Mastitis; Infection - breast tissue; Breast abscess
This infection is located in the tissue of the breast. In most cases, bacteria entered the tissue through cracks in the nipples.
Causes, incidence, and risk factors
Breast infections are usually caused by a common bacteria found on normal skin (Staphylococcus aureus). The bacteria enter through a break or crack in the skin, usually the nipple.
The infection then takes place in the parenchymal (fatty) tissue and causes swelling of the parenchymal tissue outside the milk ducts. This swelling compresses on the milk ducts, and the result is pain and swelling of the infected breast.
Breast infections usually occur in women who are breast-feeding. Breast infections that are not related to breast-feeding must be differentiated from a rare form of breast cancer.
- breast pain
- breast lump
- breast enlargement on one side only
- swelling, tenderness, redness, and heat in breast tissue
- nipple discharge (may contain pus)
- nipple sensation changes
- tender and/or enlarged lymph nodes in armpit on the same side
Signs and tests
In women who are not breast-feeding, testing may include mammography or breast biopsy. Otherwise, tests are usually not necessary.
Self-care may include applying moist heat to the infected breast tissue for 15 to 20 minutes four times a day.
Antibiotic medications are usually very effective in treating mastitis. You are encouraged to continue to breast-feed or to pump to alleviate engorgement while receiving treatment.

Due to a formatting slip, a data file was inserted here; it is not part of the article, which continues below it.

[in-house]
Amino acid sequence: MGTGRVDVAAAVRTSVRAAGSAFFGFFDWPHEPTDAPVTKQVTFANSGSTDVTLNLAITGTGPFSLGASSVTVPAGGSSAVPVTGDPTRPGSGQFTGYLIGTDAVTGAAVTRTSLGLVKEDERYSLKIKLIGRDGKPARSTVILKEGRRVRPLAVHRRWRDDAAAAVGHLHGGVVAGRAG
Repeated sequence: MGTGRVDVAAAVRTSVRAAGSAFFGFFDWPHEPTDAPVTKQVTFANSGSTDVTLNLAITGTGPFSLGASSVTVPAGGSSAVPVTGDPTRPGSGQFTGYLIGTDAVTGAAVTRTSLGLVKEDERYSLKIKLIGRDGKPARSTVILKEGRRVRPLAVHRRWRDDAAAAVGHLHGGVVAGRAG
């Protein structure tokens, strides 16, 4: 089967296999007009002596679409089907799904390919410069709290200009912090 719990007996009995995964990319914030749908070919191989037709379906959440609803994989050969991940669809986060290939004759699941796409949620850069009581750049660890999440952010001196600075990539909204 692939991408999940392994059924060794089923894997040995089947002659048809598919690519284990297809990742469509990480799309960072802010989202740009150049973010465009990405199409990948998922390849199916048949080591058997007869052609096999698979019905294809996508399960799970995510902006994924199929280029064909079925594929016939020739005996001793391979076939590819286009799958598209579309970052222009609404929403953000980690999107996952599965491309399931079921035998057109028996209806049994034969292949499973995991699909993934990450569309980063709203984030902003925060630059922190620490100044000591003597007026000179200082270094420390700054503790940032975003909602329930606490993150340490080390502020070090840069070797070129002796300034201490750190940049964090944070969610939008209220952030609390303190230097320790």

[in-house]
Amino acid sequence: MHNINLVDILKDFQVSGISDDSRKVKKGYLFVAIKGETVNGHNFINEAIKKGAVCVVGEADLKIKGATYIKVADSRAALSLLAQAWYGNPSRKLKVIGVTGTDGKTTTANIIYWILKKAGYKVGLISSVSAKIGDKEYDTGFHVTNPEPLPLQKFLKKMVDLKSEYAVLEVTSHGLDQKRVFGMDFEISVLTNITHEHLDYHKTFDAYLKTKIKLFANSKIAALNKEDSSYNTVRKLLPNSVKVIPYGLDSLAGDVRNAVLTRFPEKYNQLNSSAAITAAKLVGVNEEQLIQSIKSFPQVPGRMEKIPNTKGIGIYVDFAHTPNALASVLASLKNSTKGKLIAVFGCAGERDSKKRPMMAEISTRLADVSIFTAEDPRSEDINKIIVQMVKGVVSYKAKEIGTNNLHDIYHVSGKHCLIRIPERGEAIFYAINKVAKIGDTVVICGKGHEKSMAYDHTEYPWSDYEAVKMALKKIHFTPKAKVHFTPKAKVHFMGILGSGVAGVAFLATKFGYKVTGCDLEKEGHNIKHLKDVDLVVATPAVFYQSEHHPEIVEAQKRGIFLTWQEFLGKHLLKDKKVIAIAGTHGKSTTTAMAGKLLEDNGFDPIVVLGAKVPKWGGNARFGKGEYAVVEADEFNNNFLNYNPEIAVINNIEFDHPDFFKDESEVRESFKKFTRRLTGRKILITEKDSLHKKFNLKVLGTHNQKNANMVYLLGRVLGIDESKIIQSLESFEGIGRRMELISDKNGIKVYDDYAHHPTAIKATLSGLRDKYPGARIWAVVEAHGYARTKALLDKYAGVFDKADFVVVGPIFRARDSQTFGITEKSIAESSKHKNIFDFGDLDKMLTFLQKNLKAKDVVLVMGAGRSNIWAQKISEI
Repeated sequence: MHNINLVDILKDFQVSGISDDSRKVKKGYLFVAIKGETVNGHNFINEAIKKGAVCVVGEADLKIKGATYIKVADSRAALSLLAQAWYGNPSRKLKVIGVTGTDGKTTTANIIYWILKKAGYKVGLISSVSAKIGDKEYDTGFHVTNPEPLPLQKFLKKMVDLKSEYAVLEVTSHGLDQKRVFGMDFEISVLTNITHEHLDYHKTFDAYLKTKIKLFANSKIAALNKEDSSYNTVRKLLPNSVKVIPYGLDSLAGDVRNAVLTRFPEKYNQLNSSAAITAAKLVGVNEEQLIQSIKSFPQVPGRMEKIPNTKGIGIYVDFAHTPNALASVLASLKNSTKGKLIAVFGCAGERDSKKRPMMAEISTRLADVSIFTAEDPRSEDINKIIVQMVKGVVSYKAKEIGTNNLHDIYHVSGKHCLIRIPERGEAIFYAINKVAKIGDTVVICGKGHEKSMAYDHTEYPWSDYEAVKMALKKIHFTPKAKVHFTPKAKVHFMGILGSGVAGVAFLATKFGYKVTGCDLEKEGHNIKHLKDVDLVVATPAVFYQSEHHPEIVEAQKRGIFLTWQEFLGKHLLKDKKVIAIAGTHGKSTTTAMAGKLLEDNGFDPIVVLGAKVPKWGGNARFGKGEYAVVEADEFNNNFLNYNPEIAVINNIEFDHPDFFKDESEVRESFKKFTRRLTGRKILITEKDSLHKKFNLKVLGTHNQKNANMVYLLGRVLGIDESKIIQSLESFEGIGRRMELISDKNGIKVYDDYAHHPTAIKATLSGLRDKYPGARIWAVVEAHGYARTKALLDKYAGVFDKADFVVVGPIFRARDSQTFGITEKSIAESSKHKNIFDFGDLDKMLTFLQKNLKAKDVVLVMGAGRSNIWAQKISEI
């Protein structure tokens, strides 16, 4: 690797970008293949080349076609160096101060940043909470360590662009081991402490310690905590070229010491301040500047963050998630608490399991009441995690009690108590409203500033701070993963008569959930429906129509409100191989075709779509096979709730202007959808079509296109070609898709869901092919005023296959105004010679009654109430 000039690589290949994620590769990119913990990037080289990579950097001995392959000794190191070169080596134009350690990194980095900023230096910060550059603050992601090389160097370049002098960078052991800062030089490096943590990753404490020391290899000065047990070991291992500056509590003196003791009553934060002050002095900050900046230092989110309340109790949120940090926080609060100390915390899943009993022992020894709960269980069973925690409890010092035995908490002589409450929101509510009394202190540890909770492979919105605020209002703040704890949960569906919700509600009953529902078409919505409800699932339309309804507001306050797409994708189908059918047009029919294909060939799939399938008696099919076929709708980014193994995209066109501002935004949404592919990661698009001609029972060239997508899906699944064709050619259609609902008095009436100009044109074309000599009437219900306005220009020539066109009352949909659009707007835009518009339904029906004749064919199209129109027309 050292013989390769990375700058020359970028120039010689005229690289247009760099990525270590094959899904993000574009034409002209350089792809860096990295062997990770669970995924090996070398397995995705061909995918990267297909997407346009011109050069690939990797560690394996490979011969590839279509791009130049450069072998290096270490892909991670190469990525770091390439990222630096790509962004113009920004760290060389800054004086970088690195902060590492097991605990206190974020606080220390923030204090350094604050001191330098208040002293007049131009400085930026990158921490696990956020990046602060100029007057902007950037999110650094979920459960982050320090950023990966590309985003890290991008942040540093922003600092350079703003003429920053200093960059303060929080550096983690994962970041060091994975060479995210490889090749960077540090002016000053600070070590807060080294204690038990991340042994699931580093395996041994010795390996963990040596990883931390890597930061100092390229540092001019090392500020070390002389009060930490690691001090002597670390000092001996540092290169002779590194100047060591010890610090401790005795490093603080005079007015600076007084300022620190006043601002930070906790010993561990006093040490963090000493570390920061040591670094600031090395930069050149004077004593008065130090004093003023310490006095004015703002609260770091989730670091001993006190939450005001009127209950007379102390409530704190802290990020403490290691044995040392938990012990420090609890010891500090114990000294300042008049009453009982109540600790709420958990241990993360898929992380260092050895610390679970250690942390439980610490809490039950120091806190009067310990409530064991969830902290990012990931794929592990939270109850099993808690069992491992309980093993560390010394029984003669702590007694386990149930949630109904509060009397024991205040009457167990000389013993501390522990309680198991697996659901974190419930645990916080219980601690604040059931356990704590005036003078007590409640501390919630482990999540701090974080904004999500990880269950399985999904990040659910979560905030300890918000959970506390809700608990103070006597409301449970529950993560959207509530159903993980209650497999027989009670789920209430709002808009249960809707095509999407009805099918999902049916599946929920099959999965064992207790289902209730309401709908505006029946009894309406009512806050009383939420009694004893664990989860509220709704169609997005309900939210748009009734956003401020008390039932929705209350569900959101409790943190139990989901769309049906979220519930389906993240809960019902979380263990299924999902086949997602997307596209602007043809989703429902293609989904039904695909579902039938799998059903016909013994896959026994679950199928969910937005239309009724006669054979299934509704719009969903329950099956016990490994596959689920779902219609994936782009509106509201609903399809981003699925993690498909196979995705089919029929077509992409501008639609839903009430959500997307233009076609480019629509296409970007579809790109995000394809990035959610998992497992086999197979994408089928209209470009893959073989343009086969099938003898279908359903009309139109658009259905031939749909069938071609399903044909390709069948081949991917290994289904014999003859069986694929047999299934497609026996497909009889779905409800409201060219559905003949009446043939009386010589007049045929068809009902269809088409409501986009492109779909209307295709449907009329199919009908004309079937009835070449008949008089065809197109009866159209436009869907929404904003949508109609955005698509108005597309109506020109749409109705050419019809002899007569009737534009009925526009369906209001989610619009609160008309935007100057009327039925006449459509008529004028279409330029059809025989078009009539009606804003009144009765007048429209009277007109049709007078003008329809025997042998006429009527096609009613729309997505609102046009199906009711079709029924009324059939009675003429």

The stress of an illness can often be helped by joining a support group in which members share common experiences and problems. See breast-feeding - support group.
The condition usually clears quickly with antibiotic therapy.
In severe infections, an abscess may develop. Abscesses require more extensive treatment, including incision and drainage. Discontinuation of breast-feeding may be recommended in this case.
Calling your health care provider
Call your health care provider if any portion of the breast tissue becomes reddened, tender, swollen, or hot, or if the lymph nodes in the armpit become tender and/or enlarged.
Good breast care, especially after delivery and while breast-feeding, may decrease the potential to develop breast infections.
by Martin A. Harms, M.D.
All ArmMed Media material is provided for information only and is neither advice nor a substitute for proper medical care. Consult a qualified healthcare professional who understands your particular history for individual concerns.